FOMC Preview: What 9 major banks are expecting from December meeting?
Today, we have an outcome of the all-important FOMC’s December meeting, which is keenly awaited by the markets. As we head towards the decision timings, here are the expectations as forecasted by the economists and researchers of 9 major banks, along with some thoughts on the future course of Fed’s action.
Most economists and analysts suggest, that the focus today will be on the policy statement language and Chairman Powell's press conference, after the Fed has well-telegraphed 25 bps hike.
In addition, banks expect the Fed to raise the rate on excess reserves (IOER) by 20bps. However, the views are slightly divided on the dot plot as they expect that the Fed will likely indicate two to three hikes for 2019, and the overall tone may have a slightly dovish twist.
“The FOMC is widely expected to hike a further 25bp, taking the target range for the fed funds rate to 2.25-2.50%. The focus for markets will be on to what extent the FOMC follows through on the recent dovish communication shift, and lowers its projections for future rate hikes.”
“We expect a fall in the ‘dots’ to signal two further rate hikes in 2019 (down from three), but for 2020 to be unchanged at one rate hike. We also expect some tweaks to the statement, particularly regarding the need for ‘further gradual increases’ in rates, which was hinted at in the November minutes. We expect some qualifiers to be added to this statement to suggest we are approaching the end of the rate hike cycle.”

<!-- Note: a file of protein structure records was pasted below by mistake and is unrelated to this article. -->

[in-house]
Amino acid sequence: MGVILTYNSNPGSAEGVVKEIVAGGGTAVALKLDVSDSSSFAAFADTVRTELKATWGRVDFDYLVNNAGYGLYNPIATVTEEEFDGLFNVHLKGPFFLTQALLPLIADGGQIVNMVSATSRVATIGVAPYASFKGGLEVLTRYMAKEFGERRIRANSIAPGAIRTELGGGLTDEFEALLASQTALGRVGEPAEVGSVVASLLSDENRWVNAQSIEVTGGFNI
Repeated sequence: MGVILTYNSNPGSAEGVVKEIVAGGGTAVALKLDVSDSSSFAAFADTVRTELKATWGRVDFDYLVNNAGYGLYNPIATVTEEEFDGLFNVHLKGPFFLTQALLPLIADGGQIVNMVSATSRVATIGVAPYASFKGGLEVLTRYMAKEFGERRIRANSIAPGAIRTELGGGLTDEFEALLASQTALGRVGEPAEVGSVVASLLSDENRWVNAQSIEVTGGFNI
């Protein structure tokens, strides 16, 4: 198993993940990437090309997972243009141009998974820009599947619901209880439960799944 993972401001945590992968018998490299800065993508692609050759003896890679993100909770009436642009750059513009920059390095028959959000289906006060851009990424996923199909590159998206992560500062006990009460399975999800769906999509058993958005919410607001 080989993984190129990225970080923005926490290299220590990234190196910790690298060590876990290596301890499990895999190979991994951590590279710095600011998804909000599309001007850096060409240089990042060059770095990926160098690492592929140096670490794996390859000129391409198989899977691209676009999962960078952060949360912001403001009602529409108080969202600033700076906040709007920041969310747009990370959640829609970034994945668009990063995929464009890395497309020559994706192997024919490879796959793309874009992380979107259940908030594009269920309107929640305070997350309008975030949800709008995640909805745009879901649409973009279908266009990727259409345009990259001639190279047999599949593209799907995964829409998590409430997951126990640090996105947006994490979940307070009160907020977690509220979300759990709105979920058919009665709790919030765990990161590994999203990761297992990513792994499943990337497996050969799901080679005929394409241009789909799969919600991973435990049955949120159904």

“We expect the FOMC to raise the federal funds target rate (FFTR) by 25bps, bringing the upper band to 2.50%, and to raise the rate on excess reserves (IOER) by 20bps to 2.40%. The tone of the statement and press conference is likely to remain cautious on the global outlook and relatively upbeat on domestic outlook.”
“We assign a 50% chance to the median expected FFTR declining to reflect two rather than three hikes in 2019. Only two ‘dots’ would need to move lower for this to happen, and such a move could help to quell market jitters.”
“The Fed is widely expected to hike rates to 2.50%, leaving the focus on the policy statement language, Chairman Powell's press conference, and updated economic projections.”
“We look for Powell to sound cautiously upbeat on the outlook although the statement is likely to include less forward-looking language, consistent with an emphasis on data dependency.”